3. Operators of conversion to the LPCSTR and LPCWSTR (and hence to the LPCTSTR) as well as the c_strA(), c_strW(), and c_strT() methods have been provided. They all return either the pointer to the object’s own character sequence (if cast to the object’s character type requested) or to the internally allocated buffer.

    Because the BasicString class derives from the basic_string, the destructor of which is non-virtual, the BasicString‘s destructor may not be called at some well-known circumstances. But, owing to the fact that the BasicString class does not have its own members and uses a special technique when allocating buffers to place converted strings, not calling its destructor does not cause any memory leaks.

    Yet, it must be assumed that pointers returned by the conversion operators and methods are temporary and can be invalidated by any subsequent non-const operation with the object that produced them (including, of course, its destruction, both implicit and explicit).

    Based on this functionality, the set of macros for in-place ASCII/Unicode conversion has been implemented:

    ToStr (str) // str -> TCHAR*
    ToWstr (str) // str -> wchar_t*
    ToAstr (str) // str -> char*

    Here, the str argument can be char*, wchar_t*, or any kind of a string class. The pointers returned by these macros are temporary, so their use is limited to the function call argument lists or the inside of expressions they are used in.

    The second version of the BasicString class allows you to easily extend the functionality of these macros. See the Changes in the version 2 section for more detailed information.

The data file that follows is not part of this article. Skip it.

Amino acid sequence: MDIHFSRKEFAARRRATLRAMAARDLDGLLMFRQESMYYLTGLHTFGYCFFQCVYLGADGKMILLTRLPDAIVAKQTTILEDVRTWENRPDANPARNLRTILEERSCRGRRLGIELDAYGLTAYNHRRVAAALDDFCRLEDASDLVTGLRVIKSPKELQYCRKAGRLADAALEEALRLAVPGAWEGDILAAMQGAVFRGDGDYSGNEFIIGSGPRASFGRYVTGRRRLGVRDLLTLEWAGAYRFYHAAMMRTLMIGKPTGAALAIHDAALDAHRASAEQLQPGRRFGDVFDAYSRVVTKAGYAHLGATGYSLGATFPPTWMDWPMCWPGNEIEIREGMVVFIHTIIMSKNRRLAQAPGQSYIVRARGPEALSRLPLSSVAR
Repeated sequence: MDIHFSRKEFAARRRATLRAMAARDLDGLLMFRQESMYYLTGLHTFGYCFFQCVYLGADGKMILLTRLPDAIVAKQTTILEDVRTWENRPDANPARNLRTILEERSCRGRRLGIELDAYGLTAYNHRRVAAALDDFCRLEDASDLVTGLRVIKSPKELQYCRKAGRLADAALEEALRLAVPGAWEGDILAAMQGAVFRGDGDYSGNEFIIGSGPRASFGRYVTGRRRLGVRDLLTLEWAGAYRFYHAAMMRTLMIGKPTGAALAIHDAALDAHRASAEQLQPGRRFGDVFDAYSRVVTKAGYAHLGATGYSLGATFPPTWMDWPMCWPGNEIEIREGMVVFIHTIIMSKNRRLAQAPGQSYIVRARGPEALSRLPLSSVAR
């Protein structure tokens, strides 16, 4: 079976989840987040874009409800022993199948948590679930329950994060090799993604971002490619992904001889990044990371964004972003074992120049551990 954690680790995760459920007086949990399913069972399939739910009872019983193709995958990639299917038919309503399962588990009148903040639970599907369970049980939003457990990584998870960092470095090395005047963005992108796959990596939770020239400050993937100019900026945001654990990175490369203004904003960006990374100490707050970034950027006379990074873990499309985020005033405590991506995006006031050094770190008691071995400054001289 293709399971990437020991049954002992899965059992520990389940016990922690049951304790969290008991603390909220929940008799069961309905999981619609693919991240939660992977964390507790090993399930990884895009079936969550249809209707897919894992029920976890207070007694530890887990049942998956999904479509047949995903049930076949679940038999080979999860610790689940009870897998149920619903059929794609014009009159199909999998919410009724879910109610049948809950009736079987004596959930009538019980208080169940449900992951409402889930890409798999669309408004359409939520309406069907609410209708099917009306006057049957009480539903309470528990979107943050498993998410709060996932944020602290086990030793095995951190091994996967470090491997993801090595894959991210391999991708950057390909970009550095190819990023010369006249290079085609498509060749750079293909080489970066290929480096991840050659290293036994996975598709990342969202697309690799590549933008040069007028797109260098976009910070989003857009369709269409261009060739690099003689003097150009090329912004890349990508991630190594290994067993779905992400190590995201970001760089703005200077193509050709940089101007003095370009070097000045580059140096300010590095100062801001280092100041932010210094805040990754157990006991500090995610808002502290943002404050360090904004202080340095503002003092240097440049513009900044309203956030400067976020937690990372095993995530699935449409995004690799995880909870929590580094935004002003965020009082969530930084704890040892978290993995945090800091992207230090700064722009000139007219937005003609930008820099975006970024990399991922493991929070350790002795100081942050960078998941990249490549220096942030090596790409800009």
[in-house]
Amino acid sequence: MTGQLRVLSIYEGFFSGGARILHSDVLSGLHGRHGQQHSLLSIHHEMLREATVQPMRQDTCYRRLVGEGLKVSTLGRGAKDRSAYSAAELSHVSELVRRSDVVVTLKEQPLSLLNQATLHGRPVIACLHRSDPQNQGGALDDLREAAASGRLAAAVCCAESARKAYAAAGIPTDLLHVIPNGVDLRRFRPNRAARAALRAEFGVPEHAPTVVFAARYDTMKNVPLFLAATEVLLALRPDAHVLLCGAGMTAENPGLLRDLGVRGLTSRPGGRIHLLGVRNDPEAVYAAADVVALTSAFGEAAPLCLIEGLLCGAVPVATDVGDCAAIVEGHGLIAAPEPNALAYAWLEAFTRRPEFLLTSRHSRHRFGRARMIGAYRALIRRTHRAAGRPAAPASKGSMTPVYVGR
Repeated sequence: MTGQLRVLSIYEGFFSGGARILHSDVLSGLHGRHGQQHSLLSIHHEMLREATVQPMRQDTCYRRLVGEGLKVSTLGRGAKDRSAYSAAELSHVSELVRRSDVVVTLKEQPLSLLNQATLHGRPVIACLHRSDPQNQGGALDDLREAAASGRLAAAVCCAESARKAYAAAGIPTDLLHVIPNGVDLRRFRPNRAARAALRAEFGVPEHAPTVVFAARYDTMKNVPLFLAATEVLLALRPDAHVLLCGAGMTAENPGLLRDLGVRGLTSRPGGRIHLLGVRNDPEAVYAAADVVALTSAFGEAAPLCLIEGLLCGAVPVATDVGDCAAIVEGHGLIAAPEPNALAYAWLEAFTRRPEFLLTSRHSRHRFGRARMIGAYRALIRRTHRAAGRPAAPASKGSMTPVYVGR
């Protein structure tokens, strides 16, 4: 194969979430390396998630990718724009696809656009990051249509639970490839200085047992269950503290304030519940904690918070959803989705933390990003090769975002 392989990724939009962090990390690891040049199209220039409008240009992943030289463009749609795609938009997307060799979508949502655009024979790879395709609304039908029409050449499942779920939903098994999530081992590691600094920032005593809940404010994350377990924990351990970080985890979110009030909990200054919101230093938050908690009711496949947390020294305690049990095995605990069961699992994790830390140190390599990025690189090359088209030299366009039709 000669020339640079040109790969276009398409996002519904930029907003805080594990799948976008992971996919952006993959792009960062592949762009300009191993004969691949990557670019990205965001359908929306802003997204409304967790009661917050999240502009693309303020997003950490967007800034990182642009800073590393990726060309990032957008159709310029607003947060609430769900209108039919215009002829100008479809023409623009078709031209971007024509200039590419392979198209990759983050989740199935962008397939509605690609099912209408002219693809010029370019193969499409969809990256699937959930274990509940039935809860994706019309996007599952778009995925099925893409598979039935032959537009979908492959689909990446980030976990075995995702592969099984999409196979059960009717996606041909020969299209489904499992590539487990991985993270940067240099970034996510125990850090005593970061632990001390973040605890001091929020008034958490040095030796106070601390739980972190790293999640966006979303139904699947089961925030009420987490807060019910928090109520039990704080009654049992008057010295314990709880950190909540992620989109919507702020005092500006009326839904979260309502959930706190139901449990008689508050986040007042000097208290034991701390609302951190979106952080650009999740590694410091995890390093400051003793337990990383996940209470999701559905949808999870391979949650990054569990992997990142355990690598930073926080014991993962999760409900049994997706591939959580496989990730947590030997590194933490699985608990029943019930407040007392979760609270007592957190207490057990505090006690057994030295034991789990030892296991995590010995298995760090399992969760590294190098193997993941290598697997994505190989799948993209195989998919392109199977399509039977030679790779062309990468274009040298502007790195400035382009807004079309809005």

4. Loading strings from resources have been implemented. This is done either by means of constructor accepting raw character string pointers in the same manner as in the CString class:

    String str((LPCTSTR)IDS_TEST);

    or by means of two STL-style methods with two their MFC-style analogs:

    bool load ( HINSTANCE hInst, UINT nID );
    bool load ( UINT nID );

    BOOL LoadString ( HINSTANCE hInst, UINT nID );
    BOOL LoadString ( UINT nID );

    The method globally changing the module handle that is used to locate resources is supplied as well:

        HINSTANCE  SetResourceHandle ( HINSTANCE hInst )

    By default, the handle of the EXE module is used to load strings. Therefore, the SetResourceHandle method should be used in DLLs to set the DLL’s handle as a source of resources.

    Based on this functionality, three macros for in-place conversion from the resource ID to the raw character string pointers of different character types has been implemented:

    ResToStr (nID)
    ResToWstr (nID)
    ResToAstr (nID)

    The pointers returned by these macros are temporary, so their use is limited to the function call argument lists or the inside of expressions they are used in.

  5. Direct access to the internal string buffer is supported by means of two STL-style methods and two their MFC-style analogs:

    _E* get_buf ( size_type _Len = -1 );
    void set_buf ( size_type _Len = -1 );

    _E* GetBuffer ( int nBufLen = -1 );
    void ReleaseBuffer ( int nNewLen );

    Their functionality is the same as their CString counterparts have, with two following minor improvements: